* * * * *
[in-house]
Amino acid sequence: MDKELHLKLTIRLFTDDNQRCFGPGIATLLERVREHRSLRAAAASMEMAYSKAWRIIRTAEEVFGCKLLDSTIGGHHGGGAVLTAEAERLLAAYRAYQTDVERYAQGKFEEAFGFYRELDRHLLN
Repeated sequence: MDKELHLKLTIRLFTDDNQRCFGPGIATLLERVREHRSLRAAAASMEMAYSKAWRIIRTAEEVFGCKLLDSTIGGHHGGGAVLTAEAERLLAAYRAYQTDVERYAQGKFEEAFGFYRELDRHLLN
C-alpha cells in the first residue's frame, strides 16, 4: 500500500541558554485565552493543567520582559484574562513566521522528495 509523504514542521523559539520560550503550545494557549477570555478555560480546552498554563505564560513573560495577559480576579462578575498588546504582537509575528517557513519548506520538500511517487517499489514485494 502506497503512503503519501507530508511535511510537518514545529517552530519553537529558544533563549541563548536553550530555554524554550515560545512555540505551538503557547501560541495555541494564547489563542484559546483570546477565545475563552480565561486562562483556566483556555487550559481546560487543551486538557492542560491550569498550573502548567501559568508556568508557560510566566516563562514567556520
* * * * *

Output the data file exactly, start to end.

[in-house]
Amino acid sequence: MDKELHLKLTIRLFTDDNQRCFGPGIATLLERVREHRSLRAAAASMEMAYSKAWRIIRTAEEVFGCKLLDSTIGGHHGGGAVLTAEAERLLAAYRAYQTDVERYAQGKFEEAFGFYRELDRHLLN
Repeated sequence: MDKELHLKLTIRLFTDDNQRCFGPGIATLLERVREHRSLRAAAASMEMAYSKAWRIIRTAEEVFGCKLLDSTIGGHHGGGAVLTAEAERLLAAYRAYQTDVERYAQGKFEEAFGFYRELDRHLLN
C-alpha cells in the first residue's frame, strides 16, 4: 500500500541558554485565552493543567520582559484574562513566521522528495 509523504514542521523559539520560550503550545494557549477570555478555560480546552498554563505564560513573560495577559480576579462578575498588546504582537509575528517557513519548506520538500511517487517499489514485494 502506497503512503503519501507530508511535511510537518514545529517552530519553537529558544533563549541563548536553550530555554524554550515560545512555540505551538503557547501560541495555541494564547489563542484559546483570546477565545475563552480565561486562562483556566483556555487550559481546560487543551486538557492542560491550569498550573502548567501559568508556568508557560510566566516563562514567556520